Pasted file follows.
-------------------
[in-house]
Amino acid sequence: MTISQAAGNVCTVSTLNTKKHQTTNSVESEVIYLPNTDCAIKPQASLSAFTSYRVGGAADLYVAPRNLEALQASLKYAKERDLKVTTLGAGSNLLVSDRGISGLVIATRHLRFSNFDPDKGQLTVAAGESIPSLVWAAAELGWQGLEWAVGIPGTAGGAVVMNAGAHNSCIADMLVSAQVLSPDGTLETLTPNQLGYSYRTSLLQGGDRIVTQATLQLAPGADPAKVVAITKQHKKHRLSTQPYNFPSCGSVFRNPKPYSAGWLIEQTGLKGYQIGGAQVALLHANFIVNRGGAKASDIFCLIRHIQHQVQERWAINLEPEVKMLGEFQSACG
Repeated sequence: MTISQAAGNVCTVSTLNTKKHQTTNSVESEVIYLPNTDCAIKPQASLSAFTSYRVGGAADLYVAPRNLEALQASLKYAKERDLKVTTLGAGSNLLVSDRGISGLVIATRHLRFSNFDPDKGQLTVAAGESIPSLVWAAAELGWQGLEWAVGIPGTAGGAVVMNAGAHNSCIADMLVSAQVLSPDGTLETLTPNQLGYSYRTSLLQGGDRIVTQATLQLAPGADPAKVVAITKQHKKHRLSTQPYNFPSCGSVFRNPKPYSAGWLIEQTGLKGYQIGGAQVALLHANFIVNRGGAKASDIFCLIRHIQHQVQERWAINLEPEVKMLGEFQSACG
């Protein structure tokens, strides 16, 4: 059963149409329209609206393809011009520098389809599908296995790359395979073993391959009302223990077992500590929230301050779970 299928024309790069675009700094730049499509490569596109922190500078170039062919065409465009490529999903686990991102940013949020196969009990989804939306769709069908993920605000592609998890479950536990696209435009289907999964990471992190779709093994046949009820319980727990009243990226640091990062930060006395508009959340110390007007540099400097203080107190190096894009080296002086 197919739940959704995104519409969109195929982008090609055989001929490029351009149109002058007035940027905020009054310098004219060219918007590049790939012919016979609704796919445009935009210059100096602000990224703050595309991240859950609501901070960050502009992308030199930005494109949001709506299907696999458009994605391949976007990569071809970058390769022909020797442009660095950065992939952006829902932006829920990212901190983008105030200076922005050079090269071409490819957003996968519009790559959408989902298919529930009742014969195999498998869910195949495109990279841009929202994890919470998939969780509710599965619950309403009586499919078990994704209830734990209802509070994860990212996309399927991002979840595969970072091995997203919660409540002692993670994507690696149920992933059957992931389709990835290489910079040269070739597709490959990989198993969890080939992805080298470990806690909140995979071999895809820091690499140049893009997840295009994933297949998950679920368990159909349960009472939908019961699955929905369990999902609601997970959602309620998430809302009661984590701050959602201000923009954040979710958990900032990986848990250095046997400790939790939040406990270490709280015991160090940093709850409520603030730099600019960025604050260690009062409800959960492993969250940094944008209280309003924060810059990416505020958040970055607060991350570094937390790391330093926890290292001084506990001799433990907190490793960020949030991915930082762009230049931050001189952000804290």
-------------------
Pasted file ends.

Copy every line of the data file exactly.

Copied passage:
[in-house]
Amino acid sequence: MTISQAAGNVCTVSTLNTKKHQTTNSVESEVIYLPNTDCAIKPQASLSAFTSYRVGGAADLYVAPRNLEALQASLKYAKERDLKVTTLGAGSNLLVSDRGISGLVIATRHLRFSNFDPDKGQLTVAAGESIPSLVWAAAELGWQGLEWAVGIPGTAGGAVVMNAGAHNSCIADMLVSAQVLSPDGTLETLTPNQLGYSYRTSLLQGGDRIVTQATLQLAPGADPAKVVAITKQHKKHRLSTQPYNFPSCGSVFRNPKPYSAGWLIEQTGLKGYQIGGAQVALLHANFIVNRGGAKASDIFCLIRHIQHQVQERWAINLEPEVKMLGEFQSACG
Repeated sequence: MTISQAAGNVCTVSTLNTKKHQTTNSVESEVIYLPNTDCAIKPQASLSAFTSYRVGGAADLYVAPRNLEALQASLKYAKERDLKVTTLGAGSNLLVSDRGISGLVIATRHLRFSNFDPDKGQLTVAAGESIPSLVWAAAELGWQGLEWAVGIPGTAGGAVVMNAGAHNSCIADMLVSAQVLSPDGTLETLTPNQLGYSYRTSLLQGGDRIVTQATLQLAPGADPAKVVAITKQHKKHRLSTQPYNFPSCGSVFRNPKPYSAGWLIEQTGLKGYQIGGAQVALLHANFIVNRGGAKASDIFCLIRHIQHQVQERWAINLEPEVKMLGEFQSACG
């Protein structure tokens, strides 16, 4: 059963149409329209609206393809011009520098389809599908296995790359395979073993391959009302223990077992500590929230301050779970 299928024309790069675009700094730049499509490569596109922190500078170039062919065409465009490529999903686990991102940013949020196969009990989804939306769709069908993920605000592609998890479950536990696209435009289907999964990471992190779709093994046949009820319980727990009243990226640091990062930060006395508009959340110390007007540099400097203080107190190096894009080296002086 197919739940959704995104519409969109195929982008090609055989001929490029351009149109002058007035940027905020009054310098004219060219918007590049790939012919016979609704796919445009935009210059100096602000990224703050595309991240859950609501901070960050502009992308030199930005494109949001709506299907696999458009994605391949976007990569071809970058390769022909020797442009660095950065992939952006829902932006829920990212901190983008105030200076922005050079090269071409490819957003996968519009790559959408989902298919529930009742014969195999498998869910195949495109990279841009929202994890919470998939969780509710599965619950309403009586499919078990994704209830734990209802509070994860990212996309399927991002979840595969970072091995997203919660409540002692993670994507690696149920992933059957992931389709990835290489910079040269070739597709490959990989198993969890080939992805080298470990806690909140995979071999895809820091690499140049893009997840295009994933297949998950679920368990159909349960009472939908019961699955929905369990999902609601997970959602309620998430809302009661984590701050959602201000923009954040979710958990900032990986848990250095046997400790939790939040406990270490709280015991160090940093709850409520603030730099600019960025604050260690009062409800959960492993969250940094944008209280309003924060810059990416505020958040970055607060991350570094937390790391330093926890290292001084506990001799433990907190490793960020949030991915930082762009230049931050001189952000804290």